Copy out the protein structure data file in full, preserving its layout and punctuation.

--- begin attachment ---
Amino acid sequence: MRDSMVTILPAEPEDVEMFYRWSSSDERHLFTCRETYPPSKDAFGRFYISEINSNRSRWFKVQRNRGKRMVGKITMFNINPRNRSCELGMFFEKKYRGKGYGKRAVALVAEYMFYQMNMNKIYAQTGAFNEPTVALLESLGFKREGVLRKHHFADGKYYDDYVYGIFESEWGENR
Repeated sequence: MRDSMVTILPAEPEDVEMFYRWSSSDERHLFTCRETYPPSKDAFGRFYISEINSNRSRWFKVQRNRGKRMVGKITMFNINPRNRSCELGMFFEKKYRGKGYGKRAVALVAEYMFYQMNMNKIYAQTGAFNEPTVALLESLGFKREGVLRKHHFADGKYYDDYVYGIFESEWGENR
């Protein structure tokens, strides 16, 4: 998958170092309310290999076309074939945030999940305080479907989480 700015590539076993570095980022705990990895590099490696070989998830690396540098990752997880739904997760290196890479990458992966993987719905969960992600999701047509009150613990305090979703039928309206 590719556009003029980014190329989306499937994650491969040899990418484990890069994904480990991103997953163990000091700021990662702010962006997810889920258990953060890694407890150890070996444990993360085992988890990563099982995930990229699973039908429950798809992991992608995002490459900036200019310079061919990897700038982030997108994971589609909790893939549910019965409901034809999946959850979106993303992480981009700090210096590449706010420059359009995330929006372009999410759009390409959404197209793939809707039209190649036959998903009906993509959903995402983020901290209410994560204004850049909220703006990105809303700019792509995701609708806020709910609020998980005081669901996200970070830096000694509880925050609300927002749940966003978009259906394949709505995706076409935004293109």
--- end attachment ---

Amino acid sequence: MRDSMVTILPAEPEDVEMFYRWSSSDERHLFTCRETYPPSKDAFGRFYISEINSNRSRWFKVQRNRGKRMVGKITMFNINPRNRSCELGMFFEKKYRGKGYGKRAVALVAEYMFYQMNMNKIYAQTGAFNEPTVALLESLGFKREGVLRKHHFADGKYYDDYVYGIFESEWGENR
Repeated sequence: MRDSMVTILPAEPEDVEMFYRWSSSDERHLFTCRETYPPSKDAFGRFYISEINSNRSRWFKVQRNRGKRMVGKITMFNINPRNRSCELGMFFEKKYRGKGYGKRAVALVAEYMFYQMNMNKIYAQTGAFNEPTVALLESLGFKREGVLRKHHFADGKYYDDYVYGIFESEWGENR
């Protein structure tokens, strides 16, 4: 998958170092309310290999076309074939945030999940305080479907989480 700015590539076993570095980022705990990895590099490696070989998830690396540098990752997880739904997760290196890479990458992966993987719905969960992600999701047509009150613990305090979703039928309206 590719556009003029980014190329989306499937994650491969040899990418484990890069994904480990991103997953163990000091700021990662702010962006997810889920258990953060890694407890150890070996444990993360085992988890990563099982995930990229699973039908429950798809992991992608995002490459900036200019310079061919990897700038982030997108994971589609909790893939549910019965409901034809999946959850979106993303992480981009700090210096590449706010420059359009995330929006372009999410759009390409959404197209793939809707039209190649036959998903009906993509959903995402983020901290209410994560204004850049909220703006990105809303700019792509995701609708806020709910609020998980005081669901996200970070830096000694509880925050609300927002749940966003978009259906394949709505995706076409935004293109």